UK exams body Ofqual has published the code behind the summer’s results fiasco. Sort of.
Like a 1980s hobbyist keenly keying in source from Home Computing Weekly and hunting for that sneaky bug or typo, you too can now peer at reams of code and wonder just how it all went so wrong. Assuming the statistical language R is your thing.
Presented in GitHub, the aim is to promote transparency. A laudable goal, if it weren’t for the fact that, as the repo makes clear, “the code developed and presented here was not the final code used.” It was up to exam boards to determine that. All Ofqual did was flash the source to demonstrate “how Ofqual’s relevant regulatory requirements could be implemented.”
Another fly in the ointment is a lack of data to run through the algorithms in order to enjoy a repeat of the summer’s fireworks from the comfort of one’s own computer. Ofqual is working with Ofsted, the Department for Education, and UCAS to make available the data used in 2020, but for now one will have to build one’s own .csv files.
Even so, the R code is relatively easy to follow, with the key steps that built the historical performance and generated the predictions clearly visible in the source.
As a reminder, summer’s fiasco was a result of the UK government opting to cancel the summer 2020 GCSE, AS, and A-level exam series in light of the COVID-19 pandemic. However, students still needed grades to progress to higher education, work, and so forth. Teachers were instead asked to submit the grades they reckoned their students would have achieved in the form of a Centre Assessment Grade (CAG).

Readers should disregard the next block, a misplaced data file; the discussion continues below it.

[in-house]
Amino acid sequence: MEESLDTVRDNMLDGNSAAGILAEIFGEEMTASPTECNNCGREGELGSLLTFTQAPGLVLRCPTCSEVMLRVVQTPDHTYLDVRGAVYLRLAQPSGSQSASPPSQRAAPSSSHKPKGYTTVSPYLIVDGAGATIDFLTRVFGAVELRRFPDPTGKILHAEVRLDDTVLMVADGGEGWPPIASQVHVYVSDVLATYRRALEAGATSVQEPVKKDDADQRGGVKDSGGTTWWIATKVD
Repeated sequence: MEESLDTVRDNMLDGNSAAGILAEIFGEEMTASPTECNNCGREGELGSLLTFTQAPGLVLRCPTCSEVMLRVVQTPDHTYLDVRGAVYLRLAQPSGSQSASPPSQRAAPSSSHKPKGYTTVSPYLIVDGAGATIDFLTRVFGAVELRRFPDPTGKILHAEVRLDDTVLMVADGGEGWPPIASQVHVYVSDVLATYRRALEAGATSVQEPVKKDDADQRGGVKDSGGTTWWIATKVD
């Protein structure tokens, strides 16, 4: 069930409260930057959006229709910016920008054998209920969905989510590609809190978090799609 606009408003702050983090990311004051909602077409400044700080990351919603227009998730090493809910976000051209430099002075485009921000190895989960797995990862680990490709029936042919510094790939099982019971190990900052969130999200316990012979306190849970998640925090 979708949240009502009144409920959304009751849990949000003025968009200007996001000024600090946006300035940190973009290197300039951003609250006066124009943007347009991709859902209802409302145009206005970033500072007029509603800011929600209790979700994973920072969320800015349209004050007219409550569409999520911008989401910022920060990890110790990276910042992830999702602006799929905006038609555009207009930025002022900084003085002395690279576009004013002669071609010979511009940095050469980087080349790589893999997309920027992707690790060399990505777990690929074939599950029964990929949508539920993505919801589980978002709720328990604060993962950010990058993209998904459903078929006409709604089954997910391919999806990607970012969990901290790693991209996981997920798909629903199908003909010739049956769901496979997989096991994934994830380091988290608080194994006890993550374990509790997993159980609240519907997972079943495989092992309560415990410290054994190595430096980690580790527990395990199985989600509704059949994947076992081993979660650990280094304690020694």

Because teachers might be prone to optimism, those CAGs were standardised using Ofqual’s preferred model, the Direct Centre Performance model (DCP), which would adjust things based on the historical performance of the college.
Those initialisms are important, and crop up in the code quite a bit.
Infamously, those calculated grades (which sparked protests after a good portion of students were downgraded) were abandoned and the teacher-predicted results used instead.
Guy Nason, chair of statistics at Imperial College London,welcomed the publishing of the source, declaring: “It’s really good they’ve done this; we’re on the way to transparency,” although he noted that it would have been interesting to see what was in those “final codes”. He also pointed out that communication in and out of the code “appears to be via spreadsheets” with a suitably scowly emoji.
As well as seeking some realistic sample data, Nason made a few of what he called “nerd points”, observing it was “weird that they’ve essentially redefined the round function from R. Why? At first sight, seems to be written correctly, but why do it?” He added: “There’s an interesting line in the DCP modelling code, where marks are removed from the cut point calculation where candidates had more than one mark from a previous year.”
“It makes me wonder what else is in the code that isn’t described in the written spec?”
While Ofqual is keen that this should be taken as a learning experience, the COVID-19 pandemic is continuing to disrupt education in the UK (and around the globe). As such, a look at what informed the thinking of 2020 would be useful ahead of whatever happens in 2021. ®